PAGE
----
On my desk

Space considerations

13 May 2024

A book I indexed in April has reappeared. This sometimes happens when there is a last-minute change in the book’s layout or a spontaneous addition due to a news story. In this case, the author wanted more terms included in the index. They felt, rightfully so, that the index was incomplete. And it was—not because I didn’t do my work properly, but because the publisher had placed a significant restriction on the number of lines available for the index. After receiving the book for indexing, I had made a case that there should be more space for the index based on the length of the book and the density of the text but was told none was available. I made the best use of the space available to me.

Indexing can be a balancing act when it comes to significant space restrictions. Unfortunately, in today’s publishing world, tight budgets mean tight space for indexes. Adding more pages increases printing costs. We all do our best, from the editor to the author to the book designer, to work with what we are allotted.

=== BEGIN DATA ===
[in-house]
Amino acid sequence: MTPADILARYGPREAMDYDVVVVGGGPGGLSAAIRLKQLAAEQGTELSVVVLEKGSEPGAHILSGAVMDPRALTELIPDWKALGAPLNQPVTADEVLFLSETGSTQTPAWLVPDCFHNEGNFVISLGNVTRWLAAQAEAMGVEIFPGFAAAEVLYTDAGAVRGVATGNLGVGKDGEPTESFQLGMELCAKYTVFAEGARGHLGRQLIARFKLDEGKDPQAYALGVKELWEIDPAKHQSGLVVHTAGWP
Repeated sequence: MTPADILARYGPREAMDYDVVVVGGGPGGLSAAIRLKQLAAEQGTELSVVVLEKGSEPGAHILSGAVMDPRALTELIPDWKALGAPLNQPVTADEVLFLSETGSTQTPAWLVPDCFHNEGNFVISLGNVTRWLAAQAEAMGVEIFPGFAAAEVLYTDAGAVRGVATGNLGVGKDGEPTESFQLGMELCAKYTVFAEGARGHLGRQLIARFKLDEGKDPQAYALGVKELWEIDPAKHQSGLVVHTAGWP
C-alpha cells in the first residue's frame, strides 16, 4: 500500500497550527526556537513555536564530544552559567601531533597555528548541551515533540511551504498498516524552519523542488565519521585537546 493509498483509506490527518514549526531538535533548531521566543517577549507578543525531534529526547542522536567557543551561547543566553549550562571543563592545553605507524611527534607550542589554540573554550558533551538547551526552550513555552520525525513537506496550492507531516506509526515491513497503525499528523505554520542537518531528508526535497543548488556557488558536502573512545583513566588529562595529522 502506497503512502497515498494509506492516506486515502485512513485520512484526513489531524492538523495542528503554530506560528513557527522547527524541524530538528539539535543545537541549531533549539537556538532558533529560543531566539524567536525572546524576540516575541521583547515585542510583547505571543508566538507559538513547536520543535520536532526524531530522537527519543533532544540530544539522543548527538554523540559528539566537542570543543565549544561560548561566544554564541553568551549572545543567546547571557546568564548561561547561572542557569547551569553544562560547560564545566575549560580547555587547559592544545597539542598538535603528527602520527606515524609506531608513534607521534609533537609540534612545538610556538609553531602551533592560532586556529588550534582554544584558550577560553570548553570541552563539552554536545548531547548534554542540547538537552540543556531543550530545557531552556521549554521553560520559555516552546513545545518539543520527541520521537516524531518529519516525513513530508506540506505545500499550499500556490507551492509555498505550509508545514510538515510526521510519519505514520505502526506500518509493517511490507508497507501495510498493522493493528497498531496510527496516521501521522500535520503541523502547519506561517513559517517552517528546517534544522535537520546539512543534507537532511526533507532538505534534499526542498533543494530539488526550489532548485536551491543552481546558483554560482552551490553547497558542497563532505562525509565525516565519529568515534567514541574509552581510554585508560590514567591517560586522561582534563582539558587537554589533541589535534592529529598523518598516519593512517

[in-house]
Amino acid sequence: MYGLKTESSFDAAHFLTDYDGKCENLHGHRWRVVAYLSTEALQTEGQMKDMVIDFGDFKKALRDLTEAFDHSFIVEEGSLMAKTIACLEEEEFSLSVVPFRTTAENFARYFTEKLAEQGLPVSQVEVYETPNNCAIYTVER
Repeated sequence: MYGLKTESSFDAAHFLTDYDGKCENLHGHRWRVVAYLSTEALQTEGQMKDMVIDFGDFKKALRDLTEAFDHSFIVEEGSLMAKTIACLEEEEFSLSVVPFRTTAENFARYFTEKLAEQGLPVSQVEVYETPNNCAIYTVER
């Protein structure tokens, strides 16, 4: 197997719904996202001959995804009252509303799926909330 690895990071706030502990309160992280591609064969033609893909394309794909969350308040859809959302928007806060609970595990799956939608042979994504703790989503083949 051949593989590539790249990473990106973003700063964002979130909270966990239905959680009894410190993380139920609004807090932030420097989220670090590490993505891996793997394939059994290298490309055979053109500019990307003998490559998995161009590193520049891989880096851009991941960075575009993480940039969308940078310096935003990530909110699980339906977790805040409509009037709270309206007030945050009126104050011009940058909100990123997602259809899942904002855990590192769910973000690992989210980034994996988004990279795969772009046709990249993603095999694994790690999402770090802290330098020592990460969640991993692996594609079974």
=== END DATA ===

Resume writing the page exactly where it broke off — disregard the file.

The editor considered the author’s concerns about the index, then figured out a way to shift some text.  Another page was now available for the index! To ensure that the author’s request was fully honored, I asked the editor to have the author prioritize the concepts or names the author wished to include in the index revision.

With the extra room, I was able to revisit the book, add additional names, and even create a few new headings with subheadings for concepts I didn’t have room to include before. This does increase the cost of the project because I charge for the time it takes me to dip back into work I completed a month ago. Another downside is the delay in getting the book to the printer. The upside, however, is increased accessibility of the book’s contents.